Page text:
Wednesday, June 08, 2005

Brr? No. Warm rain and warm people

The scariness and the magic began happening in the Czech Republic. Our last pre-booked hotel was the Royal Ricc, very fancy and expensive at 129 euros, a luxurious and pleasant soft landing with a genuine bathtub and even a bidet. We stayed there two nights, visiting Spilberk castle and the Capuchin monastery, where you can look at 30 mummified monks and prominent Brnoites for 40 korunas ($1.60).

Spilberk has a true castle feel, what with tall brick walls and a battlement. They've put a lot of energy into creating their upstairs museum, but the military has definitely not left the castle. A bunch of baggy old docents insisted we start at point A and move along in order, even though the English translation of the guide had no correspondence to items in each room. The docents followed us along to make sure we didn't steal anything. I got kvetched at once for touching one of two large broadswords displayed in the open, and a second time for gesturing too close to a painting, which had a proximity alarm.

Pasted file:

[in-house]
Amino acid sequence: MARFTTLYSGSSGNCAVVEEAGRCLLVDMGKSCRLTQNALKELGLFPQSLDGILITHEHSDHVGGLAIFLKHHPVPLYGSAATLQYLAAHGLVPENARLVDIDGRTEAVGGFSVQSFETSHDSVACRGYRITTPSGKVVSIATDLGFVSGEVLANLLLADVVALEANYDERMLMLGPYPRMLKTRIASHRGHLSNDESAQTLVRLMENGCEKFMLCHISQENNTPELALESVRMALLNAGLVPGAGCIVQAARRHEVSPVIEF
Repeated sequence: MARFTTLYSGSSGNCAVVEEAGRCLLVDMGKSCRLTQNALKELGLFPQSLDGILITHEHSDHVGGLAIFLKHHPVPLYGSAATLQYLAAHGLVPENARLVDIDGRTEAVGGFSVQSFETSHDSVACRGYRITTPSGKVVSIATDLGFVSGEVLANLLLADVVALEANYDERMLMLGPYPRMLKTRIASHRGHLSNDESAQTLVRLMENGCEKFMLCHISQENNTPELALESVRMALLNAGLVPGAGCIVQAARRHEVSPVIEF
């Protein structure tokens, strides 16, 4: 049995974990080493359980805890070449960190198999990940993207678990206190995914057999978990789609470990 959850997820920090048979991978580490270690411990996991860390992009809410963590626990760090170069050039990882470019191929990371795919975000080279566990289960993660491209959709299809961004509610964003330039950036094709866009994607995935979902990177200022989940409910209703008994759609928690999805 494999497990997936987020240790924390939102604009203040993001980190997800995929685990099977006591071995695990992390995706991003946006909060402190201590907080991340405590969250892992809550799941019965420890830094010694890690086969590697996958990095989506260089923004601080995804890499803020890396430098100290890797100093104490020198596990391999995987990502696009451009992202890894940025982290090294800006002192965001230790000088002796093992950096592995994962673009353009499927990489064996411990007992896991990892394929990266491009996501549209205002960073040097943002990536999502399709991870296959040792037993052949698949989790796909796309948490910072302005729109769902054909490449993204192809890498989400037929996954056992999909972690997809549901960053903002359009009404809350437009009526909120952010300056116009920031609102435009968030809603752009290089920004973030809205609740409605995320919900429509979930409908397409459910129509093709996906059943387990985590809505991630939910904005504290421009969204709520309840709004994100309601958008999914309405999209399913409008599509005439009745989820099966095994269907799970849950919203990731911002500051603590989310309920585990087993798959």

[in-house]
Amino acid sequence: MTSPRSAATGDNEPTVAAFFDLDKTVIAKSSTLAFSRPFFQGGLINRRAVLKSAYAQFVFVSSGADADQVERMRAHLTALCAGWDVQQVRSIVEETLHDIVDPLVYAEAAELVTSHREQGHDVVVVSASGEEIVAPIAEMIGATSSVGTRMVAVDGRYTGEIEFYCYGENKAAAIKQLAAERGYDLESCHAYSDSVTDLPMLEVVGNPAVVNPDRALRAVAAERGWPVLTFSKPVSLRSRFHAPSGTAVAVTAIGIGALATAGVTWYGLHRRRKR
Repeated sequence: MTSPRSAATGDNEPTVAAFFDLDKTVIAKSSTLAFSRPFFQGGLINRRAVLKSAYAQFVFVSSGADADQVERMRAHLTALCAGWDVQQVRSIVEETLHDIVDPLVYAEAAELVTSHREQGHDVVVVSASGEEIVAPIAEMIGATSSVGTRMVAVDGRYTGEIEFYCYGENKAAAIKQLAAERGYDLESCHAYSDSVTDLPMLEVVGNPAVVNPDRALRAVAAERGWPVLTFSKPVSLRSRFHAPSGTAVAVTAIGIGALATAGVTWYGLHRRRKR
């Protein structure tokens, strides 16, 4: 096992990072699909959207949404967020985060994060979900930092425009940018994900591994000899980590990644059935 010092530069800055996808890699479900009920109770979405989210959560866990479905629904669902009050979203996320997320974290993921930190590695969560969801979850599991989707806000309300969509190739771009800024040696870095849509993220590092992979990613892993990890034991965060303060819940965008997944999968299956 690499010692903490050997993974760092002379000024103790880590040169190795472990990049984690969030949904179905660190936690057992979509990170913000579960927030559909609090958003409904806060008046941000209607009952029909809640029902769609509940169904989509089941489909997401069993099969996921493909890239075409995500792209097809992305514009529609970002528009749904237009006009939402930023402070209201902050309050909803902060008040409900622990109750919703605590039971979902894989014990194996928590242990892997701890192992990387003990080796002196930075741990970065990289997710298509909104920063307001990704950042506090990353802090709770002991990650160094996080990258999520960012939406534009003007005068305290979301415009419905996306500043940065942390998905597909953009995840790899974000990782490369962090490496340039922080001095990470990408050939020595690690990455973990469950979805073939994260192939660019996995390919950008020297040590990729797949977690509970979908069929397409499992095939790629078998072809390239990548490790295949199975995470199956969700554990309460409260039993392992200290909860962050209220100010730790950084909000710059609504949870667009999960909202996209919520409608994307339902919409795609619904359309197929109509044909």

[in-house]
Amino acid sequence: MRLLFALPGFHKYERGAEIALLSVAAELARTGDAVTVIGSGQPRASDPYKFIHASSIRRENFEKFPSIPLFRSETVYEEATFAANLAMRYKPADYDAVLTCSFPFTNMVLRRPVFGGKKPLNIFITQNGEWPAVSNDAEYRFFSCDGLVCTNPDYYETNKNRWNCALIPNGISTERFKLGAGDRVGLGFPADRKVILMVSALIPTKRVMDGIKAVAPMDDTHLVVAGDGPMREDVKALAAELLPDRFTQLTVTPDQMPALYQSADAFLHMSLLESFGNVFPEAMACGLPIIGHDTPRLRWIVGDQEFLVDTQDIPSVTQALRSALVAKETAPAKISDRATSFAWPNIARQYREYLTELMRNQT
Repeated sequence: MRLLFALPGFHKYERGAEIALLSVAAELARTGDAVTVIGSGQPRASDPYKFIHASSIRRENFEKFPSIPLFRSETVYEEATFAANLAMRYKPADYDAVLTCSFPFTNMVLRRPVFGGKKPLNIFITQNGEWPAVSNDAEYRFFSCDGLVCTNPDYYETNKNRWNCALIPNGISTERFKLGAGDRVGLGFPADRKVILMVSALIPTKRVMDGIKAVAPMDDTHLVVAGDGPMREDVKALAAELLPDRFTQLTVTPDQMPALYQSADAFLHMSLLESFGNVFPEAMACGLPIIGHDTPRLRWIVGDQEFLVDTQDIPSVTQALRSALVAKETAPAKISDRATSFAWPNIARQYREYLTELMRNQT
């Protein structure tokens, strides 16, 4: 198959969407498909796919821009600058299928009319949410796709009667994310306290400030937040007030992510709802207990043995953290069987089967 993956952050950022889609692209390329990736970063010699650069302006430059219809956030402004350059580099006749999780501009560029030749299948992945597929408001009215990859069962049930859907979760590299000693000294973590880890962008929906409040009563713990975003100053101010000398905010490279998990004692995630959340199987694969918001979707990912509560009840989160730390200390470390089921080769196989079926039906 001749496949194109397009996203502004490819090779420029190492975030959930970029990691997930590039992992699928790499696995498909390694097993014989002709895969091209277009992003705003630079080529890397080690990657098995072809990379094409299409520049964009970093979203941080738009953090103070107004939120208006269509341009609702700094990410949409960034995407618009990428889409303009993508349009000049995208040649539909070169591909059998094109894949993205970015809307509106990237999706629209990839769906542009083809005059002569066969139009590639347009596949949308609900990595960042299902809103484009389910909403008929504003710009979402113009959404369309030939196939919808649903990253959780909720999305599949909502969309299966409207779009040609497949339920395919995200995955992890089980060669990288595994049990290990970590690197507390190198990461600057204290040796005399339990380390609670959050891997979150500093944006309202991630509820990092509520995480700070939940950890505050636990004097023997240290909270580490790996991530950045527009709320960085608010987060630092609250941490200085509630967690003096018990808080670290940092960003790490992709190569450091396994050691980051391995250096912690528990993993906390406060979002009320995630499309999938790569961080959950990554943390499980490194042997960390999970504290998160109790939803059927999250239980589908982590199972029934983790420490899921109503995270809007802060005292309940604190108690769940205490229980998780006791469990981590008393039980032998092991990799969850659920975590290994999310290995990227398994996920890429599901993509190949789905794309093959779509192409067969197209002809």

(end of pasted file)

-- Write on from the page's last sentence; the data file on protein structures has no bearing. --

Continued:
Downstairs you could tour the prison. Ironically, here the people were much nicer, spoke excellent English, and each point of interest had numbers that corresponded to the guide pamphlet.

We ate several times at "Under the Golden Sword," a restaurant and pub recommended by the Lonely Planet guide, just around the corner from the Royal Ricc. The food was quite good (get the French beans with bacon and cream sauce), the staff friendly, and they have an English version of the menu. One of the items omitted from the English menu is steak tartare, which is truly tasty.

In Czech we got the distinct impression that people actually liked tourists and tried their best to help us. Viennese are a bit cooler in temperament, more self-assured of their superiority, but kind and helpful once you break into their space. Budapest was a toss-up, between our 'secret police' and the genuine police who will fine you on the spot if they catch you not paying for the bus.

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